A new exhibition that recounts the life and work of renowned poet Manolis Anagnostakis was inaugurated by the Hellenic Parliament Foundation on February 12, 2018 by the President of the Parliament Nikos Voutsis as part of UNESCO‘s Athens World Book Capital 2018 program.

The exhibition, organized in eleven sections, seeks to highlight the imprint of Manolis Anagnostakis mainly in the fields of poetry and culture. It also aims to explore his activities both politically and socially. Excerpts from poems, critical essays, articles, manuscripts, personal items, audiovisual material from the poet’s archives, but also from the collections of the Thessaloniki History Centre, the Benaki Museum Archives, the Contemporary Social History Archives (ASKI) and the ERT archives will be on display.

This tribute to the great Greek poet of the 20th century offers a journey to events that marked his life while forming his political personality and his poetry: it plunges us into political, social and ideological conflicts (1940-1974), as well as the upsetting period of the post-war period. 

Manolis Anagnostakis: a brief biography

Anagnostakis is justly considered to be one of the most important poets to have emerged in Greece after the ‘famous’ modernist generation of Giorgos Seferis, Odysseas Elytis and Yannis Ritsos, “at the forefront of the Marxist and existentialist poetry movements arising during and after the Greek Civil War in the late 1940s”. Also a writer of prose and essays, Anagnostakis has won many awards for his poetry, which has been translated into numerous European languages.

Having studied medicine in Salonica and Vienna, Manolis Anagnostakis (Thessaloniki 1925 – Athens 2005) became a radiologist in Thessaloniki (from 1951 to 1978) and continued his work in Athens until his retirement from work.

Anagnostakis joined the student section of EPON (note: the resistant youth of the left, the United Panhellenic Organization of Youth) in Thessaloniki during the Second World War. He also adhered to the Greek Communist Party (KKE), and participated in the Resistance against the German occupation. In 1944, he collaborated with the magazine Xékinima and published his first poems in 1945 in Salonica under the title: Epoque. During the Greek Civil War (1946-1949), the poet was arrested on October 23, 1948 as a member of the underground KKE. He was sentenced to death the following year. Due to a call for mobilization in the literary world, he was not executed and was finally released in 1951.

From 1959 to 1961, he collaborated with the magazine Kritiki. In 1962, he published La suite and, in 1970, a collection called The Target. Anagnostakis was also a member of the editorial team of 18 texts (1970), against the junta Regime of the Colonels in Greece. After the fall of the dictatorship in July 1974, he joined the Communist Party and in 1986 he received the first national prize of Greek poetry. Four years later, he announced that he would stop writing because “the era no longer interests me”. In 2002 he received the Grand Prix of Literature. The poem “Μιλώ” (“I speak”) became known through the music of Mikis Theodorakis. Many of his poems have been translated into English, German, French, Italian. Manolis Anagnostakis was the brother of playwright Loula Anagnostaki (1931-2017).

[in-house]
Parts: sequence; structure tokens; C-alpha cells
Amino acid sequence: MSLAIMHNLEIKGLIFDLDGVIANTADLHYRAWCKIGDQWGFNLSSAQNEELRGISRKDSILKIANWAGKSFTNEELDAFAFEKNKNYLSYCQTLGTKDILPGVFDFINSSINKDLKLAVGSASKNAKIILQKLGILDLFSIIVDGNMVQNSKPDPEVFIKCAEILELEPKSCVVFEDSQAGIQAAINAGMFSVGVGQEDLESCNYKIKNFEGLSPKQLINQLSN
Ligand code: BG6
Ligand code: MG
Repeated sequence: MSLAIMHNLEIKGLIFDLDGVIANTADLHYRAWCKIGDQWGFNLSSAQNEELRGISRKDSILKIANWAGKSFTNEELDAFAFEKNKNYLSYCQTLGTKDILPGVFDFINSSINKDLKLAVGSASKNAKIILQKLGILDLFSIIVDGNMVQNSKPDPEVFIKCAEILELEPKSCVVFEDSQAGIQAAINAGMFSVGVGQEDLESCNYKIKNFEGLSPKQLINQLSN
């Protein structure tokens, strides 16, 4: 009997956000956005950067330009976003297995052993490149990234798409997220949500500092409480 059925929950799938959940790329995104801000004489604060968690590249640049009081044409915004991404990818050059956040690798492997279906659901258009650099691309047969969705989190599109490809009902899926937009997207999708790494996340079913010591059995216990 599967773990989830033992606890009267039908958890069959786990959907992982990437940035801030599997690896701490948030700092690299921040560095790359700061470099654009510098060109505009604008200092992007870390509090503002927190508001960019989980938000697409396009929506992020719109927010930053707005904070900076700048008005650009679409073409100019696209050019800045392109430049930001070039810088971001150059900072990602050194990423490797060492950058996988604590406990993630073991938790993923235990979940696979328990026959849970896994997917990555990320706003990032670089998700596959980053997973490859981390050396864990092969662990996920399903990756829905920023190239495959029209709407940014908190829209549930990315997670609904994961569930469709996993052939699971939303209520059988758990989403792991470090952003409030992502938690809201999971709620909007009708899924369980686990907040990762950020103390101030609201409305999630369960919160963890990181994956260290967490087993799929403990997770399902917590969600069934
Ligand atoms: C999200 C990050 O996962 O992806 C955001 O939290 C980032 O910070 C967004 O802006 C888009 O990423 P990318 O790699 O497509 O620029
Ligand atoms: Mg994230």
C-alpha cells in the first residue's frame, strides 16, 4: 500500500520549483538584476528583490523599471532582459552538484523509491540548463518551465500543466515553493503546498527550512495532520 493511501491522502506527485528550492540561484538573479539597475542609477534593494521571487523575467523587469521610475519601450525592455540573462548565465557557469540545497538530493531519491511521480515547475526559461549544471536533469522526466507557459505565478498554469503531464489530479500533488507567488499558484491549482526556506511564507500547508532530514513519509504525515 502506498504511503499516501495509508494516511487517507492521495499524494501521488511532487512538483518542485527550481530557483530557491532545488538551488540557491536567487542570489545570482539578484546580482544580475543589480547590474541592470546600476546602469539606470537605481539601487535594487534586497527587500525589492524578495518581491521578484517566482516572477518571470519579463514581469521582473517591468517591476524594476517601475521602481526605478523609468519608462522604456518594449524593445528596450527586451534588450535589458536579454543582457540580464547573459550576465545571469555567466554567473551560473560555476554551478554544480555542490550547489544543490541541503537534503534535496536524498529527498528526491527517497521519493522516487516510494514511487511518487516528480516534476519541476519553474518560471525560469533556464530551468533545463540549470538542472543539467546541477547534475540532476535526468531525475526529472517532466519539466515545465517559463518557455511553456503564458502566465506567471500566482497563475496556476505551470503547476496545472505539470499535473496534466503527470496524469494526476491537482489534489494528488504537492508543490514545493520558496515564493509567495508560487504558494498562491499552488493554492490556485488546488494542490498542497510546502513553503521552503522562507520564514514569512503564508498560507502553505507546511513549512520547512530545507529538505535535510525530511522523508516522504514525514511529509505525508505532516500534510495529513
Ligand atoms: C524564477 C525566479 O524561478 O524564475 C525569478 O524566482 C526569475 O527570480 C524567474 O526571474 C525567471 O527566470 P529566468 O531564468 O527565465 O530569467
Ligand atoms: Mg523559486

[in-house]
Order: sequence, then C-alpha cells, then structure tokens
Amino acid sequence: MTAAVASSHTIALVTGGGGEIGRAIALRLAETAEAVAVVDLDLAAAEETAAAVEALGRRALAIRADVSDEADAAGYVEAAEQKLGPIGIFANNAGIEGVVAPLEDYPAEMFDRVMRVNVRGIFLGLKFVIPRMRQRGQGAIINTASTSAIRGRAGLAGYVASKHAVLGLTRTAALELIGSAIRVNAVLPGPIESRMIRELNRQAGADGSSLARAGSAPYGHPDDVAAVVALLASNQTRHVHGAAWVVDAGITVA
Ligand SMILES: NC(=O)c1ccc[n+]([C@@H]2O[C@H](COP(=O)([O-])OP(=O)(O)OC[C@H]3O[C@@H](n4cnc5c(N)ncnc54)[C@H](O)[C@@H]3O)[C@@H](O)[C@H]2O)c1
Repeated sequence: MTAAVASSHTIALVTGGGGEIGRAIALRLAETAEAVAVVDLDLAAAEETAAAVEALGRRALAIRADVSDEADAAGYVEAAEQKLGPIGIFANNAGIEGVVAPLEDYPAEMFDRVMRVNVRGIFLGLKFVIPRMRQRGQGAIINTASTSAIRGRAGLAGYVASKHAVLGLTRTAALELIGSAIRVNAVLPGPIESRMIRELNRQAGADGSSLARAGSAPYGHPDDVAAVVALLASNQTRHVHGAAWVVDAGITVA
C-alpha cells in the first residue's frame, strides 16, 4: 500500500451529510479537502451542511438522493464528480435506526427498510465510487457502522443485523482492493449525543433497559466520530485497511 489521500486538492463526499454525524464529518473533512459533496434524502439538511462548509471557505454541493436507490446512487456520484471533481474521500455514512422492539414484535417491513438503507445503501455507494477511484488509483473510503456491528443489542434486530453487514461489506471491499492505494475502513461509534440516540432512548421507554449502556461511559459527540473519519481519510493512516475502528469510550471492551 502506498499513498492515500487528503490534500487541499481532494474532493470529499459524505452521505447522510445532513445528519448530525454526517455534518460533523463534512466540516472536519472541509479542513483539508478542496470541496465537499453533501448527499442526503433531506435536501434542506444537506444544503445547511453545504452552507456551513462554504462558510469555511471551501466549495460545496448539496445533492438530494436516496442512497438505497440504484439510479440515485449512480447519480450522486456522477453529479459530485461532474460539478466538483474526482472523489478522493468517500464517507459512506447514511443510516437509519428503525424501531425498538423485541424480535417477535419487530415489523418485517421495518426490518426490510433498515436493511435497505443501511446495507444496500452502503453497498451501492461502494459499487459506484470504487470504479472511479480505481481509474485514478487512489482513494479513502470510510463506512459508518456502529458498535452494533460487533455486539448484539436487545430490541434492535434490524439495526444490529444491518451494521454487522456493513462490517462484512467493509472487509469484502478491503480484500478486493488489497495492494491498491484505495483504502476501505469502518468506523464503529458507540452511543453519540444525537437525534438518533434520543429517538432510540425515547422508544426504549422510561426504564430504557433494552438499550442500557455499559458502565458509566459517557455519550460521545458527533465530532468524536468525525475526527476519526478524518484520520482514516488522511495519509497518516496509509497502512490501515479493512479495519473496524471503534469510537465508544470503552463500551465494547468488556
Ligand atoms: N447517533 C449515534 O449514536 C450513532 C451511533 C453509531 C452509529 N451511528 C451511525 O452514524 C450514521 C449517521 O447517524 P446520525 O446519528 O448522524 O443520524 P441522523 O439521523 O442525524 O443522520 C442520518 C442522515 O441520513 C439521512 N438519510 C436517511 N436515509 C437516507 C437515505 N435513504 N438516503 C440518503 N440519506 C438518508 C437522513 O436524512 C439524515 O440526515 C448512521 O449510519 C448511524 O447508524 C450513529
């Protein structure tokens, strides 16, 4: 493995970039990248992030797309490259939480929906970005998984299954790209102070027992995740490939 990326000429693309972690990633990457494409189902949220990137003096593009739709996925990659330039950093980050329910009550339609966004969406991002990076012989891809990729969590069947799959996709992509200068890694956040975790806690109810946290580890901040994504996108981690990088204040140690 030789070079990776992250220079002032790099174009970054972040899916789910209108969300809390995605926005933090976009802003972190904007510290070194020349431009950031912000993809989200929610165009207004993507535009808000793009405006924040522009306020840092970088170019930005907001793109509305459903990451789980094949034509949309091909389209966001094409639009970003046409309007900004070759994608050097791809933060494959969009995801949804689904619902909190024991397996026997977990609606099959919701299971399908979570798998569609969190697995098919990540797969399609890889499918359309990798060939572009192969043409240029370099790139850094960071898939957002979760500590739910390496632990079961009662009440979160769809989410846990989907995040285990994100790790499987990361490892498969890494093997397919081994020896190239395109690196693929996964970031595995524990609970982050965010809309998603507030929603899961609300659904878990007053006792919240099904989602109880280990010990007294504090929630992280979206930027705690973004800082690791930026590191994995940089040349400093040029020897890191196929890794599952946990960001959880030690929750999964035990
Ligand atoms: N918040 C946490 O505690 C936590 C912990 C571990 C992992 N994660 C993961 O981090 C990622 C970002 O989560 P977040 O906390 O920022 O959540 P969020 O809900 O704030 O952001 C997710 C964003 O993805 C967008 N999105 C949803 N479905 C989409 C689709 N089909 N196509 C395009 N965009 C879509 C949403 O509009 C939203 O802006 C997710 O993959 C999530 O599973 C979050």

About this period, he wrote: “If during the resistance, we young people acquired the consciousness of humanity, during the years that followed we were forced to drink the poison of inhumanity. Resistance is a multicolored painting where black is paradoxically in harmony with red, blue, all the colors. The color of the civil war is black.”

On victory and defeat, hope and resistance  

As professor Lianna Theodoratou puts it, for Anagnostakis, poetry tells us that there is infinite hope, but only as long as we refuse to yield to what resists us, as long as we continue to stand and rebel against defeat – even, and perhaps especially when, it is every where around us. He urges us to rethink the meaning of defeat in terms of the ongoing struggle: with the war, with the repercussions of defeat, everything changes, including defeat. For Anagnostakis, defeat, true defeat, can only occur if we surrender to the usual meaning of defeat, if we choose to believe that there is a clear distinction detween winning and loosing…


I speak… (1956)

I speak of the last trumpet calls of the defeated soldiers
Of the rags from our holiday clothes
Of our children, selling cigarettes to passers-by
I speak of the flowers that have wilted on the graves and are rotting under the rain
Of the houses that gape, windowless, like toothless skulls
Of the girls begging, showing the wounds on their breasts
Of the barefoot mothers crawling in the debris
Of the flaming cities, the corpses piling in the streets
The pimp poets, trembling in thresholds at night
I speak of the endless nights when the light is lessened at dawn
Of the loaded tracks and the steps on wet cobblestone
I speak of the prison yards and the tears of those condemned to death.

But most of all I speak of the fishermen
Who left their nets and followed on His footsteps
And when He got tired, they did not seek rest
And when He betrayed them, they did not denounce
And when He was glorified, they averted their eyes
And their comrades spat on them and crucified them
And they, peaceful, take the road that has no end
Their gaze undarkened, unbent

Standing up and alone inside the terrible desert of the crowd

Sources: Manolis Anagnostakis | Le « poète de la défaite » au Parlement grec (Translation from French into English: Nicole Stellos); Manolis Anagnostakis: Poetry and Politics, Silence and Agency in Post-War Greece (Edited by Vangelis Calotychos)Manolis Anagnostakis: I speak